Supercars stalwart Craig Lowndes has announced he will retire at the end of 2018, bringing to end a career which spanned 22 seasons and saw him win three championships.
One of the series’ most successful drivers, Lowndes has 106 race wins to his name, becoming the first Supercars centurion at Hidden Valley in 2015, as well as six victories in the Bathurst 1000, winning his most recent in 2015 as well.
Racing in the championship since 1996, apart from 1997 where he raced in Formula 3, Lowndes racked up three titles with the Holden Racing Team in the late 90’s, moving to Gibson Motorsport, Ford Performance Racing and finally Triple Eight Race Engineering where he has remained since 2005.
While Lowndes will step down from full-time driving at the end of the year, he will remain with Triple Eight as a consultant and co-driver moving forwards as well as a part of the TV commentary line-up in 2019. A recipient of the Order of Australia and a five time Barry Sheene Medalist, Lowndes’ status as the most popular driver in the paddock will remain even after retirement.
His retirement allows he and Whincup to team up again next year for the Enduro Cup, looking to add a fourth joint Bathurst 1000 victory after their run of wins in the late 2000’s.
The Victorian driver is the only driver in the field to have raced in the pre-Supercars days, making his debut at the 1994 Sandown for HRT before stunning the crowd at Bathurst that year by nearly winning with Brad Jones. He made his first full-time appearance at Eastern Creek in 1996, winning the opening round then going on to win Sandown, Bathurst and the championship that year.
In 1998 and 1999 he again won the championship though a shock move to Ford team Gibson Motorsport in 2001 saw him only win one race for the team, on debut in the opening race in Adelaide.
A switch to the factory backed Ford Performance Racing in 2003 gave him his first round win since 2000 and saw him finish fifth in the championship standings. Poor reliability in 2004 heralded another winless season, forcing him to find a new team to be competitive in 2005.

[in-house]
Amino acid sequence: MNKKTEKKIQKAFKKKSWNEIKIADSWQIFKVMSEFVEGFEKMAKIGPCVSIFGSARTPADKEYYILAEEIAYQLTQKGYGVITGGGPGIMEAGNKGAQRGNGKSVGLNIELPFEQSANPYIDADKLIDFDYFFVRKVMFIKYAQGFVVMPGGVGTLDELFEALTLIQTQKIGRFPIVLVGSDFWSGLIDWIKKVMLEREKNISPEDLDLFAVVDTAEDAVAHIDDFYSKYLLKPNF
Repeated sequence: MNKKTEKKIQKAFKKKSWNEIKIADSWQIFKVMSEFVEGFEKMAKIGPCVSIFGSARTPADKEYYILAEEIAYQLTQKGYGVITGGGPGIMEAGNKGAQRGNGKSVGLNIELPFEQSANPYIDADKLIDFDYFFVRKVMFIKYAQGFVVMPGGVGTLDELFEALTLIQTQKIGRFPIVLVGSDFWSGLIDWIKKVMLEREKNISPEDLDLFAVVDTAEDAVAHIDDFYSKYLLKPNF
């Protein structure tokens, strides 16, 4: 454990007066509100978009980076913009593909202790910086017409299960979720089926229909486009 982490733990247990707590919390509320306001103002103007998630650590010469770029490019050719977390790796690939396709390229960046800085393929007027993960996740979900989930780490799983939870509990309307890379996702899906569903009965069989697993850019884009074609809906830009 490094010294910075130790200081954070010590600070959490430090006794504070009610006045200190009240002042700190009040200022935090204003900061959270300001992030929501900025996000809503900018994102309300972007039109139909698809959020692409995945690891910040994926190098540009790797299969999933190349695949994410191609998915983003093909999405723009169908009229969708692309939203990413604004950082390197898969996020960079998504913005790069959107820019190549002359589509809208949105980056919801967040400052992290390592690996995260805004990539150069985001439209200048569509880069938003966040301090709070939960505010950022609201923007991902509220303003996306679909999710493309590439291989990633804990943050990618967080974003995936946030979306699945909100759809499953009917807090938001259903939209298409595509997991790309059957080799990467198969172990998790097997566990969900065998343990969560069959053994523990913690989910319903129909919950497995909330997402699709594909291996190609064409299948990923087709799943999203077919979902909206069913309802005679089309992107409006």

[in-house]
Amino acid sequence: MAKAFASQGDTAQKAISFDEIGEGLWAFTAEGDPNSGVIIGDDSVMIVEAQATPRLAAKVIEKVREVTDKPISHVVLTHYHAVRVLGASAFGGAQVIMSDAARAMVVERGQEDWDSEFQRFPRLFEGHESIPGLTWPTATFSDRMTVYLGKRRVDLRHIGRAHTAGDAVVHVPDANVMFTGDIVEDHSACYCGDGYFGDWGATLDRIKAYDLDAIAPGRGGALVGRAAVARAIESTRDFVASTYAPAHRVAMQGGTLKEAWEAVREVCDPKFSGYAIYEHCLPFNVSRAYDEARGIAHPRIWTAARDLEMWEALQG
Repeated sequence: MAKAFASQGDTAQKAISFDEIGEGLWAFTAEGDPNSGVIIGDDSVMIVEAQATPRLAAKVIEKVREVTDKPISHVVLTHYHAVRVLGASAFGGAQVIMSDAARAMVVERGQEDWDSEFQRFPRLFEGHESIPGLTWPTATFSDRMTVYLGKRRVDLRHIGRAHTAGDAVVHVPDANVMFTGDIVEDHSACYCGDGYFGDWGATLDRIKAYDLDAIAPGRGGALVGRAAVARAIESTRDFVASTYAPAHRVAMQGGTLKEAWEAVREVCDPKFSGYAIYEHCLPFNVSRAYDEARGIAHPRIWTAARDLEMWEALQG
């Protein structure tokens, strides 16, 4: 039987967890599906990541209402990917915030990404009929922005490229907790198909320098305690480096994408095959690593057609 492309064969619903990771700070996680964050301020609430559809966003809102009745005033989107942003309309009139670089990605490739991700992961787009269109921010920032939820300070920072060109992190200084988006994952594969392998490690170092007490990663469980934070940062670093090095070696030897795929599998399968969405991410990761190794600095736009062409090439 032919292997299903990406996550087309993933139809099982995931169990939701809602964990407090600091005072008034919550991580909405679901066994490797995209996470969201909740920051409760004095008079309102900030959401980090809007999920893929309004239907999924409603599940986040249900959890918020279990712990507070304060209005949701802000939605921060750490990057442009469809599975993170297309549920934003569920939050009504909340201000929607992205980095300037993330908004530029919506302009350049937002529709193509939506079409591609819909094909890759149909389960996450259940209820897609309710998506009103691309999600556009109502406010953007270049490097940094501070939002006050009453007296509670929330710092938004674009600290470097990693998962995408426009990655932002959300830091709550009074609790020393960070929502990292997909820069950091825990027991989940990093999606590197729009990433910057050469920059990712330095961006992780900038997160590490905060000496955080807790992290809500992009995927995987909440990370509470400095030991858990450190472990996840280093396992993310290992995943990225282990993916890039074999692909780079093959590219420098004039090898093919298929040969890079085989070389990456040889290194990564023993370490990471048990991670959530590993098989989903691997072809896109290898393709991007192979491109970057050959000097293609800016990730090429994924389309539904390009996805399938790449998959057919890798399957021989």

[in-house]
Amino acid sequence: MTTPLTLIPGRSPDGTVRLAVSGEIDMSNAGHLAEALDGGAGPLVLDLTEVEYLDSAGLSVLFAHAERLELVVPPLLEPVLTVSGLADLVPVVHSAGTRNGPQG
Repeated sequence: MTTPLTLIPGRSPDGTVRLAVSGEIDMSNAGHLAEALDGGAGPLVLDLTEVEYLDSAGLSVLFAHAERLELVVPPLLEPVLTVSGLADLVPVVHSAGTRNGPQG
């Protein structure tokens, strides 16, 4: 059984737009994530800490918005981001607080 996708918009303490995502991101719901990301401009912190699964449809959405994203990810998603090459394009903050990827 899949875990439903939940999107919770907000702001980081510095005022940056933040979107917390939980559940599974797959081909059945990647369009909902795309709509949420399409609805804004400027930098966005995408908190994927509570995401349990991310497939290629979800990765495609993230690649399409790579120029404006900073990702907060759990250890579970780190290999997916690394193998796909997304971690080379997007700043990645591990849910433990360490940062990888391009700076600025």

Triple Eight signed him to their line-up in 2005, resulting in Lowndes taking the most round wins and poles throughout the year. Second in the standings was a massive improvement over previous years, boosting him and the team up for the next season.
2006 was a big year for Lowndes and his new team-mate Jamie Whincup. The pair emotionally won that year’s Bathurst 1000, the first after Bathurst legend and Lowndes’ mentor Peter Brock passed away. Tied with Rick Kelly on the points heading in to the final race, Lowndes was controversially hit off the road and lost the title at the death.
2007 and 2008 again saw Lowndes and Whincup win at Bathurst, being the most recent combination to win the race for three years in a row in a Triple Eight “three-peat”.
While the success could not be repeated in 2009, a rule change in 2010 ensured two full-time drivers couldn’t be paired with each other. Lowndes’ old HRT team-mate Mark Skaife joined him for the 2010 assault, the pair winning Bathurst together.
The victory was nearly repeated in 2011 but they had to settle for second, helping Lowndes’ championship chances as the title fight with Whincup went down to the wire, Lowndes again having to make do with second and ensure his place as a team player.
A resurgence for Lowndes in 2015 netted his 100th victory at Hidden Valley as well as his most recent Bathurst 1000 win with Steven Richards. His win, ahead of Mark Winterbottom, set up their title fight going in to the final rounds with Lowndes only just missing out on a fourth championship.
2017 was a winless year for Lowndes as he struggled on the new-spec Dunlop tyres, controversially ending up as a pivotal part of the title battle in the final race between Scott McLaughlin and team-mate Jamie Whincup. While he copped a lot of flack, he still remains as a crowd favourite at every round.
Lowndes will be looking to add a 107th win and maybe more to his CV after his most recent victory at Symmons Plains this year. The farewell tour will culminate in him making his final start at Newcastle before stepping back within the team.
Latest posts by Jordan Mulach (see all)
- ‘How Not to Be a Professional Racing Driver’ - 28 January, 2020
- Supercars: 2019 Year in Review - 21 December, 2019
- Supercars: 2019 Newcastle 500 Winners & Losers - 26 November, 2019
- Supercars: 2019 Sandown 500 Winners & Losers - 12 November, 2019
- Supercars: 2019 Gold Coast 600 Winners & Losers - 29 October, 2019